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Books By Nora Franglen

Blogging a Five Element Life

The follow-up to Nora Franglen’s first book of collected posts on the holistic life of an acupuncturist, this provides further insight into the everyday musings of a master of her craft. From her love of London’s cafes to challenges she has experienced in her clinic, it reveals how acupuncture can enrich and balance all aspects of our being.

Read more about the book here.

 

On Being a Five Element Acupuncturist

Based on her well-read blog, Nora Franglen provides a rich insight into the inner thoughts and feelings of a master acupuncturist. Covering everything from her love of coffee shops to how to treat patients effectively, it is reveals the holistic and rich nature of acupuncture.

Read more about the book here.

 

The Handbook of Five Element Practice

A companion for practitioners of Five Element acupuncture that strengthens the foundation for practice. With detailed outlines of the different components of Five Element diagnosis and treatment, this complete manual will support and invigorate practice. It also includes a Teach Yourself Manual.

Read more about the book here.

 

The Simple Guide to Five Element Acupuncture

This accessible guide explains the history and philosophy of five element acupuncture, and shows how it addresses specific health needs and general well-being. With case studies throughout, the guide explains how an acupuncturist diagnoses and treats patients, and looks at the character of each element.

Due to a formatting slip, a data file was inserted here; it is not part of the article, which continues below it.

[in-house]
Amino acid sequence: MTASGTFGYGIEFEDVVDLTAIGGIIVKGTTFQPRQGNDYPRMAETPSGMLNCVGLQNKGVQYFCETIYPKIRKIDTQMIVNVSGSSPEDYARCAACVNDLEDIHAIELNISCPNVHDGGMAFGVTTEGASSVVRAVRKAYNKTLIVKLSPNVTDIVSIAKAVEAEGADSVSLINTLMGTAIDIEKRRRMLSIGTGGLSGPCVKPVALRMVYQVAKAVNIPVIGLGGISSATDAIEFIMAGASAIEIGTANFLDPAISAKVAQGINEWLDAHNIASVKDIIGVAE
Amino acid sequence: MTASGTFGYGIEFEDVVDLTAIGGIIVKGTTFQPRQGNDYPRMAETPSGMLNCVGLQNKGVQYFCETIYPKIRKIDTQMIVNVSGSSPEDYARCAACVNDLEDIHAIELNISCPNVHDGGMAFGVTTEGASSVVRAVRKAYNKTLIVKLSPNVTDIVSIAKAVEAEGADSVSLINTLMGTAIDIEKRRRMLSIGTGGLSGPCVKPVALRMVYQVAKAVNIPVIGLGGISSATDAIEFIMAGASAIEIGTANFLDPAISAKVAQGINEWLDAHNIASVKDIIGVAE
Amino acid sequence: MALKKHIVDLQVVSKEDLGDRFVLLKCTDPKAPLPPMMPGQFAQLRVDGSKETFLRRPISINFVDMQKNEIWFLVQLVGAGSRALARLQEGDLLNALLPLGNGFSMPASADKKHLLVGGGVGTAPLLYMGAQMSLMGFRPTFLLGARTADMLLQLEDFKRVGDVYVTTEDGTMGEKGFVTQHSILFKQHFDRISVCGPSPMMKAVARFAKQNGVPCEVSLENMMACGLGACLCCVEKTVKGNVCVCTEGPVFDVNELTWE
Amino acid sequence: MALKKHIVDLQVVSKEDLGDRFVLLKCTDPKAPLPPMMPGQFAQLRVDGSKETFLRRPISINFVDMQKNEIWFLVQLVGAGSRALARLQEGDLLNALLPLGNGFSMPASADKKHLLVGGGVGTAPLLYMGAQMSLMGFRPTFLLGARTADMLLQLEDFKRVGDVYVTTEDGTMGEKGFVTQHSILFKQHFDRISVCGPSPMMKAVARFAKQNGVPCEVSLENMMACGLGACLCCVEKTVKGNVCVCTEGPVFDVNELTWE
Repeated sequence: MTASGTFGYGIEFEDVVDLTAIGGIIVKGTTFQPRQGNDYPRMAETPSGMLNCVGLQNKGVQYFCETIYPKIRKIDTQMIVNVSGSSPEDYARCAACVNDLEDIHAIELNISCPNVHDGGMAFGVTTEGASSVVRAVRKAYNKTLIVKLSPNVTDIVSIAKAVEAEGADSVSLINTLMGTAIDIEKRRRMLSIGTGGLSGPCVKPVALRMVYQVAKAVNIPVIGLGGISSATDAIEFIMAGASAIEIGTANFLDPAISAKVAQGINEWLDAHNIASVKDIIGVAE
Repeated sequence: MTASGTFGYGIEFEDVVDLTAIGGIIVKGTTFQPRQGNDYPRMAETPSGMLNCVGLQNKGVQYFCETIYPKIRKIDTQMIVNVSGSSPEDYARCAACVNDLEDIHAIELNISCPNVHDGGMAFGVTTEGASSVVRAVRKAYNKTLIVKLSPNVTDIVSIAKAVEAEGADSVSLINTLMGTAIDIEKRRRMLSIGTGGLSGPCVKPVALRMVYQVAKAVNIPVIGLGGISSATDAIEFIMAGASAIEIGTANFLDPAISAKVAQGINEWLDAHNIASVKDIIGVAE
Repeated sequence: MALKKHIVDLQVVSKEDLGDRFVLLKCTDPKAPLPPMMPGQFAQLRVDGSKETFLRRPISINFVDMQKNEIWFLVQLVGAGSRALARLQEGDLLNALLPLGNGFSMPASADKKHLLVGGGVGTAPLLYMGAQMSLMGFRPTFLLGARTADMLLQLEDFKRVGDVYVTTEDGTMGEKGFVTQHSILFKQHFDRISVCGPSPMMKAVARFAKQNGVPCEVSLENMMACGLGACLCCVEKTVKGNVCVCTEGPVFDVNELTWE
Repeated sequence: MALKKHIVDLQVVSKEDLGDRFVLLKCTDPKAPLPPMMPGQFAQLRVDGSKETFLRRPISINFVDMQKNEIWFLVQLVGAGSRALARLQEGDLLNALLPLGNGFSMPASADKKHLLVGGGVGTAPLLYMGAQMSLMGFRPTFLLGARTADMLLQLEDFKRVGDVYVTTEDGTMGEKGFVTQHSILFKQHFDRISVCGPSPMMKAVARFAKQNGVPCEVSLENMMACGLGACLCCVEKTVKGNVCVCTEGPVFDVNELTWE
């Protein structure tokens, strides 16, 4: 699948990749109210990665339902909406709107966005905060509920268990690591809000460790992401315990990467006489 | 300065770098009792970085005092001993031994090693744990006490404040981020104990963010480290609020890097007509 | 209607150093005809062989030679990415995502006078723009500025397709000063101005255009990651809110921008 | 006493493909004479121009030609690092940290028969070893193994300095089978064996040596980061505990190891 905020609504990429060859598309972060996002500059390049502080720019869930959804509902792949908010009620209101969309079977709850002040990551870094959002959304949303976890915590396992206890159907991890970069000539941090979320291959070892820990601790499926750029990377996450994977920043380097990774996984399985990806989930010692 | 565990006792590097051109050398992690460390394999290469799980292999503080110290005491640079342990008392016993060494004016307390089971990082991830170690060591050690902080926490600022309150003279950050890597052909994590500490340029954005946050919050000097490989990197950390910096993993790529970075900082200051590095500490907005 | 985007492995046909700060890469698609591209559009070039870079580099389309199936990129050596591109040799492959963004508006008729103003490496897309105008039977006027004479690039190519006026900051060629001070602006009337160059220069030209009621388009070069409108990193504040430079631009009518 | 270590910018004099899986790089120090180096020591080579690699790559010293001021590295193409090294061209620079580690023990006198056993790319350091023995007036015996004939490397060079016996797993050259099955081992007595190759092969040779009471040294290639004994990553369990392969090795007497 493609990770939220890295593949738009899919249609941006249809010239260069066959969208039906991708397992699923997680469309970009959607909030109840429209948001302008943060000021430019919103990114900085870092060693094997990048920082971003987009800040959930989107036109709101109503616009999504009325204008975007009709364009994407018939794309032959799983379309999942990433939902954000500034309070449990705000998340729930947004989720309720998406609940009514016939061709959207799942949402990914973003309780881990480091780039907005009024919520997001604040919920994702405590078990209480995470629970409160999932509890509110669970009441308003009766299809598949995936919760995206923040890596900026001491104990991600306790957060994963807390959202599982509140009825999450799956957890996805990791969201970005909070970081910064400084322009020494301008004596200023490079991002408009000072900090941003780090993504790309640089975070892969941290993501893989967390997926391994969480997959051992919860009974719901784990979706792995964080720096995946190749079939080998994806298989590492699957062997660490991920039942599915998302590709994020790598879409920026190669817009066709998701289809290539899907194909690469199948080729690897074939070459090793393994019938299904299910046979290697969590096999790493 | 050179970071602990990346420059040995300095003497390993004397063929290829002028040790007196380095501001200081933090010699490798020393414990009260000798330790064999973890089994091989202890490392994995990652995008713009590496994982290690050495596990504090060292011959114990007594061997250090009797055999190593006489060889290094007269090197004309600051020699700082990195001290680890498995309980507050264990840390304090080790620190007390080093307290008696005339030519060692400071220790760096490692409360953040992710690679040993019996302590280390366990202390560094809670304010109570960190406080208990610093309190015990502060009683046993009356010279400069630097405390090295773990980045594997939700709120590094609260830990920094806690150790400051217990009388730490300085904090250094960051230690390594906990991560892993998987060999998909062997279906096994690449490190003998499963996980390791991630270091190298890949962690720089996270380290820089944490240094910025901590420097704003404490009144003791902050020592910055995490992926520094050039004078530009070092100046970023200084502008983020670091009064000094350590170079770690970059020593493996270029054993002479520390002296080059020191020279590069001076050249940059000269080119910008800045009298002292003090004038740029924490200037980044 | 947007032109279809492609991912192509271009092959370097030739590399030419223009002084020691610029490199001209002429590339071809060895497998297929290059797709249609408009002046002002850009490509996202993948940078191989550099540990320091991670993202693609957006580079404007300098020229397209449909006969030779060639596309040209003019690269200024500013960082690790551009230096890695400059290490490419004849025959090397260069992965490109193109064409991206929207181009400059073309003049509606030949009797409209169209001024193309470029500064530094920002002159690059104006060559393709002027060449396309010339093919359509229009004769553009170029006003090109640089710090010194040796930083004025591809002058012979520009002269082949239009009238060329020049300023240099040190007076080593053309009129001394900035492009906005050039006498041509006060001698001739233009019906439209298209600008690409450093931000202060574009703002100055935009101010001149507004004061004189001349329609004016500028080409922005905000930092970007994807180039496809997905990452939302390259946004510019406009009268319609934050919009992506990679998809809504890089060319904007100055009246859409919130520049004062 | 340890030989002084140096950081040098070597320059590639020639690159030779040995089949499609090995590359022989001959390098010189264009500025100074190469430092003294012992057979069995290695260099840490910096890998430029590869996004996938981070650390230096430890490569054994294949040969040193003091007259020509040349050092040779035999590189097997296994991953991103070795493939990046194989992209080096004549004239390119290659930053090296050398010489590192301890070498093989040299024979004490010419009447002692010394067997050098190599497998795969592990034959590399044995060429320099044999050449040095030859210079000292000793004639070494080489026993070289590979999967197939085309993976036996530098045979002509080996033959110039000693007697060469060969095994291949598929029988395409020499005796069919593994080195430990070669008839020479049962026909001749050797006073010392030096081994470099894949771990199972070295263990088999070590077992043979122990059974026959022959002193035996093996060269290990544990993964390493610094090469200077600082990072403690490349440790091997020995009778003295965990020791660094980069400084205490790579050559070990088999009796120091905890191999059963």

Read more about the book here.

 

Keepers of the Soul

With profiles of well-known figures, the book explains the spirit of each of the Five Elements of Chinese medicine, and what they look like in different people. The philosophy behind Five Element acupuncture is explained, including what it means to live in harmony and how the Five Elements help shape our body and soul.

Read more about the book here.

 

Patterns of Practice

Considering acupuncture in its wider context, this book contains Nora Franglen’s reflections on her practice and explores how the search for acupuncture points can lead the practitioner deep into challenging areas of existence.

Read more about the book here.